Tracie McMillan went undercover as a farm hand to find out about the difficulties involved in getting our food from plant to plate.
If my floor had been clean, I might have made it to the toilet.
This is the initial thought that comes to me here, crouched on the bathroom floor, my face centered over a toilet seat and inches from a wastebasket filled with dirty toilet paper. Saliva and bile dribble from my chin, and I can see, off to the side, where the initial wave of vomit and dusty mucus splattered down the side of the tub. I'd felt the first heaving urge while lying on my bed and in my hurry had fumbled with my flip-flops before running for the bathroom, losing precious seconds to my obsession with keeping a barrier between my skin and the floor. Even now, with my digestive tract in open revolt, I squat instead of kneel on the bathroom floor, my arms gingerly bracing against the toilet for the next round.
The first signs that I was sick, I now see, came this morning. I'd barely been able to eat anything -- in fact, I'd had the distinct urge to spit out my breakfast. I had blamed this on the heat wave, knowing that I often lose my appetite when it's hot, and besides, without an air conditioner I've been too hot to fall asleep until somewhere north of midnight. I resolved to drink enough water in the field, packed up my peanut butter and jelly and Pepsi, and went on to work. The day was slow, and after lunch we shifted to hourly pay instead of piece rate, charged with cleaning out overlooked fruit from a few rows. No longer paid by their output, the pickers' pace dropped dramatically. Carlos donned a bote and started picking, and I was left to sort on my own. Earlier in the week, we'd been filling between two or three viajes each hour. Now it took us the entire post-lunch shift, from 10:00 to 1:30, to fill one and a half.
There are other ways it could be worse, of course. I could be doing all of this without any legal status in the country, terrified that at any moment I'll be forcibly returned to the border.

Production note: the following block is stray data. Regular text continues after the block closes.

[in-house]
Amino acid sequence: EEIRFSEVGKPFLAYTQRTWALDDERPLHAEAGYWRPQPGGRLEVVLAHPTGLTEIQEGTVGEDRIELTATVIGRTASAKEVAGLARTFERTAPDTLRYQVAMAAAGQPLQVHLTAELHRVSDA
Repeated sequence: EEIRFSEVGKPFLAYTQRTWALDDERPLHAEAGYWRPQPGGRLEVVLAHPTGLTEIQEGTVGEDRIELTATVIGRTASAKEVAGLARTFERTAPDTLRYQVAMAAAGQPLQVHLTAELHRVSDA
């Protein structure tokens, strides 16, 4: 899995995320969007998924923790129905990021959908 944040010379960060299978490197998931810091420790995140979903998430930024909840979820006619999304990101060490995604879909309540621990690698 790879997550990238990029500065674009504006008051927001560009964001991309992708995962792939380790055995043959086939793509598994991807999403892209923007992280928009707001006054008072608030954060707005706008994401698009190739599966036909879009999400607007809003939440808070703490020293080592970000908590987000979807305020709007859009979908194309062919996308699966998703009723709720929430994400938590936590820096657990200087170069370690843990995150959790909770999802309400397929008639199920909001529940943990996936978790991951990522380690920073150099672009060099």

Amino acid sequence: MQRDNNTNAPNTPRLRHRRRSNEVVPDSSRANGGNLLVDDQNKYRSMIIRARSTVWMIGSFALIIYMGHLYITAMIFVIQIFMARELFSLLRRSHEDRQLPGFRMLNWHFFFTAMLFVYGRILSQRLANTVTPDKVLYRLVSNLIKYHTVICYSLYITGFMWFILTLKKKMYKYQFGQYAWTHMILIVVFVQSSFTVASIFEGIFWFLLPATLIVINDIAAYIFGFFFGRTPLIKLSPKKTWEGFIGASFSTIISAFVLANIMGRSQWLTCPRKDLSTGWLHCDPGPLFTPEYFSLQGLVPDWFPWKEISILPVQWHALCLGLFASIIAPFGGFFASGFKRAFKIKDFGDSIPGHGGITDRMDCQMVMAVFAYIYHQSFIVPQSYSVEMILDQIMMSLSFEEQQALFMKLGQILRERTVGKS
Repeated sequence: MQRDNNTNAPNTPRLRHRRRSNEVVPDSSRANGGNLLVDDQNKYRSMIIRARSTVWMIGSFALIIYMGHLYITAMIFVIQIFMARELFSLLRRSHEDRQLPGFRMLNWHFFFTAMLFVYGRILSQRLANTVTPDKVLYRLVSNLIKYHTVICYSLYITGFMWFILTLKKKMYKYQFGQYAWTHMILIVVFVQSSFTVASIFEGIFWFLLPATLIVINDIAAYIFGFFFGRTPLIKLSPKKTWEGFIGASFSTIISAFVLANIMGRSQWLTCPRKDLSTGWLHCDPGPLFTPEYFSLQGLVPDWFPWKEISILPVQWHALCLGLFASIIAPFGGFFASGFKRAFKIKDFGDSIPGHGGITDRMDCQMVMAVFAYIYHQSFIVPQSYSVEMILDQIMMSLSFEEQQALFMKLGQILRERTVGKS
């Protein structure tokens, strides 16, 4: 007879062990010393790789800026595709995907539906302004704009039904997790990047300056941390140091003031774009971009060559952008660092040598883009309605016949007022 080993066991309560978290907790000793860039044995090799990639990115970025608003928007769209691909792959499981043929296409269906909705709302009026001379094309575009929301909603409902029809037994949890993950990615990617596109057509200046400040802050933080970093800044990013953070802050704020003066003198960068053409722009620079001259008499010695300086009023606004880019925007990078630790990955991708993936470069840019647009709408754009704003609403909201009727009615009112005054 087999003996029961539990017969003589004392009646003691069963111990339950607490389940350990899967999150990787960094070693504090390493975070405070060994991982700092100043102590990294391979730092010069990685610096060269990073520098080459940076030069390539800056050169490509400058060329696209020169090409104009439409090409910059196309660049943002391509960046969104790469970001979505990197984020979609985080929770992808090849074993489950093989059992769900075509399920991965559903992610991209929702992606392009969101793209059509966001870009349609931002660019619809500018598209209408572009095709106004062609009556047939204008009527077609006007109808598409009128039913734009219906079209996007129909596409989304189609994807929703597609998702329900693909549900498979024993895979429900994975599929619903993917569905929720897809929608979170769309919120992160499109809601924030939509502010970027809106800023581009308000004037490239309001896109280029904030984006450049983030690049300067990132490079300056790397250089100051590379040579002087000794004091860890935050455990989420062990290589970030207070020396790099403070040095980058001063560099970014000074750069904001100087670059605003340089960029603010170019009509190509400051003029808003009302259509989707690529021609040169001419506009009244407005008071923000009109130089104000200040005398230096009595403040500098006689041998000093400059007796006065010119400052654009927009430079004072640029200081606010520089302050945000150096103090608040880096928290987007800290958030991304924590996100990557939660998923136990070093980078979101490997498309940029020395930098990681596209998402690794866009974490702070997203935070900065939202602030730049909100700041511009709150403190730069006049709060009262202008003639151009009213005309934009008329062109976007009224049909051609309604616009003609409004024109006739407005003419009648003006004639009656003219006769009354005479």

Working alone, I didn't realize I was slowing down. I was drinking plenty of water, and the mayordomo was kindly making sure to park the trailer in the shade each time we moved down the row. it wasn't until he came over to spot-check my work and began to pick over the crate, throwing out peach after peach after peach, that I realized there might be a problem.
He looked at me balefully. The crate was almost full, and, I realized, probably needed to be sorted over again. I was hazy and tired, and felt an inkling that I ought to have been embarrassed. But when I looked down at the peaches before me, they were an indistinguishable mass of yellow fuzz. They all looked fine to me.
The foreman said something to me about the other tractor, one that was a few rows over. I barely understood any of it, my Spanish having disappeared along with my energy. I blankly stepped off the trailer, thinking he was telling me to go work at the other trailer.
"No, Tere, stay here and sort this," he said deliberately. "Tell the workers to bring their fruit to the other trailer, over there." He looked at me again. "Have a peach," he said, handing me a piece of fruit. It occurred to me that if I could be fired, today would be the day.
I nodded, my head thick and foggy, and watched him walk away through the trees toward the other trailer. For the first time in two weeks, I sat down on the wheel well and bit into a peach. It was sweet and utterly unappetizing, but I ate it anyway. My head felt heavy and swollen. I made a nominal effort at picking through the fruit in the crate from my seated position. Whenever pickers came to the trailer, I would lift my head and say: "This one is full, you should go to the other trailer, over there," and point after the foreman. Soon, the pickers stopped coming by at all.